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South China Sea crisis: US marines ‘flex’ at China during military practice

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US Marines conducted the military exercise in a supposed flex against China’s dominance in the highly contested region. The relationship between Beijing and Washington has intensified after numerous confrontations in the region.

According to a press release from the Marines, USS Germantown acted as a “foreign ship that had been identified as a non-compliant vessel transporting illicit cargo”.

Marines assigned to the 31st Marine Expeditionary Unit’s maritime raid force were charged with taking down the vessel in the drills last week.

The exercise consisted of two platoons of reconnaissance Marine and a security element.

The raid force landed on the Germantown from rope attached to helicopters before slicing through simulated barriers to enter and clear the ship’s passageways.

According to the press release, the force detained “hostile forces” and snatched a “notional cache” of illegal weapons.

Colonel Michael Nakonieczny, commanding officer of the 31st MEU, said: “The Commandant of the Marine Corps gave specific instruction in his planning guidance to be first on the scene, first to help, first to contain a brewing crisis and if required to do so, first to fight.

“The tactical discipline and aggressive action displayed this weekend by the sailors and Marines… demonstrates to our Commandant, our allies and partners, and our adversaries that we are prepared to do just that.”

These types of operations – known as visit, board, search and seizure missions (VBSS) – are common practice for Marine Corps and Navy.

But Washington’s decision to complete the military drill in the South China Sea can be seen as a warning to Beijing.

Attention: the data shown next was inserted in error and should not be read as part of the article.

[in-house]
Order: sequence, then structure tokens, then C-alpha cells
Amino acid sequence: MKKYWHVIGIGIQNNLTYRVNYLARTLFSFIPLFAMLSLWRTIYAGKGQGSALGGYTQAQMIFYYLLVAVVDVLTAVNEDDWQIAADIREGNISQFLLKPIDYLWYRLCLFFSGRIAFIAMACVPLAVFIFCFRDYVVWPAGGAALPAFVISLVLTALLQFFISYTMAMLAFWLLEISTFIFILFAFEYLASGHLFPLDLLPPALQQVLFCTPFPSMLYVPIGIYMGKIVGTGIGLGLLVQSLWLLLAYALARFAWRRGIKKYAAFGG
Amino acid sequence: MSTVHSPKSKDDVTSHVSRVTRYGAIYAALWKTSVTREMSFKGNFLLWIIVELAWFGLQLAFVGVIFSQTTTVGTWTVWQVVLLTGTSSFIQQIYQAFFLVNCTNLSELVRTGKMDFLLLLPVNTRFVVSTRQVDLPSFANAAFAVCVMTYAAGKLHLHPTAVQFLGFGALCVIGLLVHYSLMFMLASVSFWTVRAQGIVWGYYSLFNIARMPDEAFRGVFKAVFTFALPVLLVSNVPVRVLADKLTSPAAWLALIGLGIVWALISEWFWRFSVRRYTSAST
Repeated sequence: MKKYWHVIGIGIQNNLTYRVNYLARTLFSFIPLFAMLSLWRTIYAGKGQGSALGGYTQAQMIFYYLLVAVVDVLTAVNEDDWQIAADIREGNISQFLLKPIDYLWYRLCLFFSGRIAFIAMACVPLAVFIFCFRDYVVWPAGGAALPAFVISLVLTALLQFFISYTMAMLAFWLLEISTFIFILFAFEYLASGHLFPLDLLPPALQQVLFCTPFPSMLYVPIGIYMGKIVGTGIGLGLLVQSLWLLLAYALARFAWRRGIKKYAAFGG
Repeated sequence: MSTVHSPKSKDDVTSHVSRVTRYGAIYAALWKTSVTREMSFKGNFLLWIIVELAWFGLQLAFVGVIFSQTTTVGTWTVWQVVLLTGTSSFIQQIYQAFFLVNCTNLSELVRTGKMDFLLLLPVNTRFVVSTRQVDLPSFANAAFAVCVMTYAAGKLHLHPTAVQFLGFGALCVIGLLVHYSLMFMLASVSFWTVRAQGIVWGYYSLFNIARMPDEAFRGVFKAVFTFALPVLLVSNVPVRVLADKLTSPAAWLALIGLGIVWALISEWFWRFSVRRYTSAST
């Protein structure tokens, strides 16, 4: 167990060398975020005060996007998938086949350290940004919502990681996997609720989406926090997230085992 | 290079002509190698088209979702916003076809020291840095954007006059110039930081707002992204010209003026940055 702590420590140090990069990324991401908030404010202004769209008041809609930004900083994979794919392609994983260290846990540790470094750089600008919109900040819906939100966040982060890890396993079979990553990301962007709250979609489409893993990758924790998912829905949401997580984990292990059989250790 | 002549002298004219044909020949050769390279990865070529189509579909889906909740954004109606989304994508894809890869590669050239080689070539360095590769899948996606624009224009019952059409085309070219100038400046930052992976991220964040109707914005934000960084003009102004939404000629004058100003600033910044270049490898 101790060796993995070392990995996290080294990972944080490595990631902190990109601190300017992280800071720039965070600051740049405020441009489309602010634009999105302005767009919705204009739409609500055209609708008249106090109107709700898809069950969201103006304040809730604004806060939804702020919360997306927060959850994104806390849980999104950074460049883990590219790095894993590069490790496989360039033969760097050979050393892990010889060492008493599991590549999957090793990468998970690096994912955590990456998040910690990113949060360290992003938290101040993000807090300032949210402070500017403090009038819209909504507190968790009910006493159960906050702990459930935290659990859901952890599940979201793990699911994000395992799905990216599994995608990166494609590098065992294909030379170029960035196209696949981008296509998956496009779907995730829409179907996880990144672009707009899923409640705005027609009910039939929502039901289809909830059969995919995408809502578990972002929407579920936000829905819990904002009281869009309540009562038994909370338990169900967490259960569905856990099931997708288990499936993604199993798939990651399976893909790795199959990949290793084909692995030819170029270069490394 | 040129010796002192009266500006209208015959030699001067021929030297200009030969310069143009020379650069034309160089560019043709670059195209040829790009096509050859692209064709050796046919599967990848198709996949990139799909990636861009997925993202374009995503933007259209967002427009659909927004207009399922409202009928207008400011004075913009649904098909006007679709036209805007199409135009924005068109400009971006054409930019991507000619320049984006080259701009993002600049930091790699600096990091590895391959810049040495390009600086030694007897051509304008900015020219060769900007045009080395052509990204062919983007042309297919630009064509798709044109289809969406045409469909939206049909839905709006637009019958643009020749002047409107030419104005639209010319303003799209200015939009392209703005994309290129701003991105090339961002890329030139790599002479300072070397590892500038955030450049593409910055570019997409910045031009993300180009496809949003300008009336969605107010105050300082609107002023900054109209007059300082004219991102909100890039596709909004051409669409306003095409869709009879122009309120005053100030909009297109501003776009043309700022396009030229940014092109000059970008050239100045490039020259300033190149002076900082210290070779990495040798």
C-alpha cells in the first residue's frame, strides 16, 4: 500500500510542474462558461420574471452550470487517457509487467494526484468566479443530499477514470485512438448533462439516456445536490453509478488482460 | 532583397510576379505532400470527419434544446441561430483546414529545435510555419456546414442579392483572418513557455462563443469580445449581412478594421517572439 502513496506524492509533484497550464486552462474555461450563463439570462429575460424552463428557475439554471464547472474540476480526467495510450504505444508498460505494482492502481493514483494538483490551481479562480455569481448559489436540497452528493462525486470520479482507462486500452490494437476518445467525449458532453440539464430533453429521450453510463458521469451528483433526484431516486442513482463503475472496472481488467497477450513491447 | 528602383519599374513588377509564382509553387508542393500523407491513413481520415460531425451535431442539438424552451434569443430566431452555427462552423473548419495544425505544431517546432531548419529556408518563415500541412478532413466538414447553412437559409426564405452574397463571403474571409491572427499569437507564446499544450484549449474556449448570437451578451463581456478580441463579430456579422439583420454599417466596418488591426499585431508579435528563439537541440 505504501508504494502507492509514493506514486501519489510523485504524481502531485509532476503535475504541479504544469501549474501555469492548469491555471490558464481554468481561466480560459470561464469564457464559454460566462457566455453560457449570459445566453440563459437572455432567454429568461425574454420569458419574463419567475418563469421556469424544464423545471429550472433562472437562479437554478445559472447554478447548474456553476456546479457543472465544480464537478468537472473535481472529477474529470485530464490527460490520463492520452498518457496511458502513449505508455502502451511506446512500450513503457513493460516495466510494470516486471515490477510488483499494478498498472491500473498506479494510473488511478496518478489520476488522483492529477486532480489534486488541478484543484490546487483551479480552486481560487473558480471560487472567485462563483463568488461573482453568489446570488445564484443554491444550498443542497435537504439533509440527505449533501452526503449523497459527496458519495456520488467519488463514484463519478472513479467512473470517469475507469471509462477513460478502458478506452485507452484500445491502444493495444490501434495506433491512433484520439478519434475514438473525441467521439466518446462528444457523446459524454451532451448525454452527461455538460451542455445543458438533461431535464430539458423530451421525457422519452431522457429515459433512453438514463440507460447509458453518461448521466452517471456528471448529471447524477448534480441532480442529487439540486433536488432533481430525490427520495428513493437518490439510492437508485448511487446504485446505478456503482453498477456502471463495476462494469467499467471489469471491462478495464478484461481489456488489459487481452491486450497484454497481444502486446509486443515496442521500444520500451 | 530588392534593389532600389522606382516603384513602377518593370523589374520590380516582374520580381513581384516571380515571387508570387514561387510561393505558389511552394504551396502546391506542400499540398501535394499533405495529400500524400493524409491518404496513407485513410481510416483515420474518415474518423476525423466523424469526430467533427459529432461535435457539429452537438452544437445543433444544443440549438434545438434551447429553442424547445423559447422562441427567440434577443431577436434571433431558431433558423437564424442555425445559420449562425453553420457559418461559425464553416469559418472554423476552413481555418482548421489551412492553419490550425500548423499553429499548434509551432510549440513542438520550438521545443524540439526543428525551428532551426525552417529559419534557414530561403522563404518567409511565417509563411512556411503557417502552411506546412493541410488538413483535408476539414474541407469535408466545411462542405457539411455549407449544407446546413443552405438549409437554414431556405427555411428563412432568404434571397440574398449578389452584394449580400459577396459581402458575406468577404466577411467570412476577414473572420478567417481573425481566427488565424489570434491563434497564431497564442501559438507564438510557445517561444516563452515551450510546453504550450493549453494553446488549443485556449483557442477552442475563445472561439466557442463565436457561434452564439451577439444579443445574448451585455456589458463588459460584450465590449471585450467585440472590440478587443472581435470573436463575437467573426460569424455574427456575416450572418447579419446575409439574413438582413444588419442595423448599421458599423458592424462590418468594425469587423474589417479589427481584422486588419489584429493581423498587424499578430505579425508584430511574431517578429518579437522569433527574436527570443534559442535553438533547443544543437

The South China Sea faces rival ownership claims from China, Vietnam, Brunei, Malaysia, the Philippines and Taiwan.

The islands and surrounding reefs have been the subject of a bitter and long-running territorial dispute.

Over recent months, China has constructed a number of bunkers on some of the atolls in the region, sparking fears of a World War 3 outbreak.

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But China has asserted its dominance over the region and have kicked out and banned Vietnam fishermen earlier this year.

The Communist nation has also claimed almost all of the 1.3 million square mile region as its sovereign territory.

According to reports, China has deployed fighter jets and at least one bomber, the H-6J, to the Paracel Islands.

Since seizing the Paracels in 1974, China has built military installations on the islands.

Despite having no claim over any part of the region, Washington has increased its military presence as global tensions rise.

US Secretary of State Mike Pompeo has vocally condemned China’s presence in the region.

Earlier this year, he urged the other nations to counter against Beijing’s dominance.

Writing on Twitter, Mr Pompeo said: “The United States’ policy is crystal clear: the South China Sea is not China’s maritime empire.

“If Beijing violates international law and free nations do nothing, history shows the CCP will simply take more territory.

“China Sea disputes must be resolved through international law.”

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